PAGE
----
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Afghan Media Protest Lack Of Access To State-Held Information

Afghan media representatives address a press conference in Kabul on February 4.

KABUL -- Dozens of Afghan media outlets have joined their voices to denounce the "deterioration" of access to government-related information in the country.

In a joint statement issued on February 4, 30 media outlets including privately owned national TV channels, local broadcasters, and newspapers blamed the "carelessness" of the government for endangering media freedom in recent years.

The protest was supported by media-freedom watchdogs, the UN mission in Afghanistan, and Western embassies in Kabul, which said access to information for citizens will make Afghan democracy stronger.

In their joint statement, the 30 media outlets said that all government institutions had "shortcomings" when it comes to providing access to information, but cited the Supreme Court, the Attorney General's Office, the National Directorate of Security, the president's office, the Finance Ministry, the central bank, and the Defense Ministry as being "the worst ones."

It urged the Afghan government and the international community to "act in the strongest possible ways to safeguard the free flow of information, our press freedom, and our young democracy.

Chief Executive Abdullah Abdullah responded by calling on "all the government organizations to cooperate and share information with the citizens."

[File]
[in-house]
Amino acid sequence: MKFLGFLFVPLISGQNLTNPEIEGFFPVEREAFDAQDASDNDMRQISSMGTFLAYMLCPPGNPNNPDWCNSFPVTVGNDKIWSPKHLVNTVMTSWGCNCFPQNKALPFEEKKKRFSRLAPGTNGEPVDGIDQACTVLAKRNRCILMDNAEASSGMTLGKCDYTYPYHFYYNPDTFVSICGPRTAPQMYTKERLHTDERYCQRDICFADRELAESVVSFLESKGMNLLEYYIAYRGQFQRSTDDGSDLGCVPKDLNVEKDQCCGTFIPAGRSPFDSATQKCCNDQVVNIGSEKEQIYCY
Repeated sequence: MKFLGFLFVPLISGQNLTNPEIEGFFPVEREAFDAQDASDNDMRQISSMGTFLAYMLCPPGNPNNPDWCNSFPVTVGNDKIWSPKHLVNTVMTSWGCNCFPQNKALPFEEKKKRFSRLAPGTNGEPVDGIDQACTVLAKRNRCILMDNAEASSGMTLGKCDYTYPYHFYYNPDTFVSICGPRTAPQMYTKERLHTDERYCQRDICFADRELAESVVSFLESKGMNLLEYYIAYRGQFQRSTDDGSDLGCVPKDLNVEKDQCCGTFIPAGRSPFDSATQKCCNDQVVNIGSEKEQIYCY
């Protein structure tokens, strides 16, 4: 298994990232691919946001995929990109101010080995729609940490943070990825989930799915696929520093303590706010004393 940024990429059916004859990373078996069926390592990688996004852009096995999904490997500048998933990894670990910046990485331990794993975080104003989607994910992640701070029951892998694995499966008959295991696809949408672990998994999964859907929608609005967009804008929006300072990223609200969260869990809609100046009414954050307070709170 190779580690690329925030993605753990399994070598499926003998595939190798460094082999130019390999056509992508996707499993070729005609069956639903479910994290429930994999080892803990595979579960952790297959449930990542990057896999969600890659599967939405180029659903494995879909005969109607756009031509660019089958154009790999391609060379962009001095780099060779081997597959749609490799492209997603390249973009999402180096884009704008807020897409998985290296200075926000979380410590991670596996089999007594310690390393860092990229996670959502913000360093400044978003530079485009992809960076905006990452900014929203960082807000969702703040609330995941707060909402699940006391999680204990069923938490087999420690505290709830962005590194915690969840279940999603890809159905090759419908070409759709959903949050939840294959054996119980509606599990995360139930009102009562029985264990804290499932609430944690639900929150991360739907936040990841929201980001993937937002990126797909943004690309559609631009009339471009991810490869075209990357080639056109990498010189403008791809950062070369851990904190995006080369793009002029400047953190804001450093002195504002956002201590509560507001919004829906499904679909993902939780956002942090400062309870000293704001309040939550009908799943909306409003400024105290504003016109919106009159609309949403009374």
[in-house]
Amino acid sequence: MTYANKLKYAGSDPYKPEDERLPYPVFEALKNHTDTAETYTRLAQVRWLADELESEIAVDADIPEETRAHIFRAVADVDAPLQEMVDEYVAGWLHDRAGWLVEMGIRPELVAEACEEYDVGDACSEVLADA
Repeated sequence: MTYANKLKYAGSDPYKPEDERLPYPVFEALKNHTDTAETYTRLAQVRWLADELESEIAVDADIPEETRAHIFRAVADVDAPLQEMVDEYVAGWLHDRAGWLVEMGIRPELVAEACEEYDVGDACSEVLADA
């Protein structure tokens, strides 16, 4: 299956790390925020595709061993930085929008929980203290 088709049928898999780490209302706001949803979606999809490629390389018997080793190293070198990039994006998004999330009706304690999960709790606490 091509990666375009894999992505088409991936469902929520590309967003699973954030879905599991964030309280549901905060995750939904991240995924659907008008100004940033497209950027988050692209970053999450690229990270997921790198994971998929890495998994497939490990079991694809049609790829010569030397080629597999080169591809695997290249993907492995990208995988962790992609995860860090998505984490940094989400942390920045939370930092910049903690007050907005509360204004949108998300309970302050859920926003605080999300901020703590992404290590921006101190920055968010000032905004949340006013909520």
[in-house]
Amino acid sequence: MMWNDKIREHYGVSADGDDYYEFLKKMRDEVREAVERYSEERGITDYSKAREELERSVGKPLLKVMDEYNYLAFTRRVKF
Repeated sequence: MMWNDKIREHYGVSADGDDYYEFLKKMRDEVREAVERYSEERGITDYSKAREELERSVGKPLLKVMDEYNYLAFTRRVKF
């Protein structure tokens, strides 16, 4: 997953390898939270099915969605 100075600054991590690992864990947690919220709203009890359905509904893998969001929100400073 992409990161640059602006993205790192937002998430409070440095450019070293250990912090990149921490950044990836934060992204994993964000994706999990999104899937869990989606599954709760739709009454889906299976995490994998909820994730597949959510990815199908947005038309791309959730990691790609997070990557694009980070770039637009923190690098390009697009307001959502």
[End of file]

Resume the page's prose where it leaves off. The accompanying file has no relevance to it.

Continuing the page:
Abdullah said that "freedom of speech and freedom of media is one of the most important national achievements of the people of Afghanistan," adding that "honoring and respecting this achievement is the responsibility of government officials."

In a statement, Paris-based Reporters Without Borders (RSF) said it supported the protest by the 30 media outlets and criticized the Afghan authorities' "failure" to fully implement the law on access to state-held information.

The European Union office in Afghanistan also called for the law to be "implemented in full," saying the "free flow of information is crucial for any democracy &progressive society."

The Afghan government "needs to respond to calls of media and fully implement" the law, according to Britain's embassy in Kabul.

The United Nations Assistance Mission in Afghanistan (UNAMA) said that "open and healthy societies promote access to information for citizens," which it said was "vital" for accountability and fighting corruption, improving government performance and efficiency,
encouraging investment, and empowering citizens in public life.

Ross Wilson, charge d'affaires at the U.S. Embassy, said the authorities "must work with the press to make Afghan democracy stronger."

The German ambassador in Kabul, Peter Prugel, said the Afghan government "must assure free & indiscriminate access to information." "FreeMedia, #pressfreedom & #access2information are key to #accountability & #GoodGovernance and an open, transparent & democratic society in #Afghanistan," he tweeted.

The French Embassy said it "stands by Afghan journalists, who demonstrate on a daily basis courage, professionnalism (sic) and commitment to the information of [the Afghan] people and the world, often in difficult circumstances."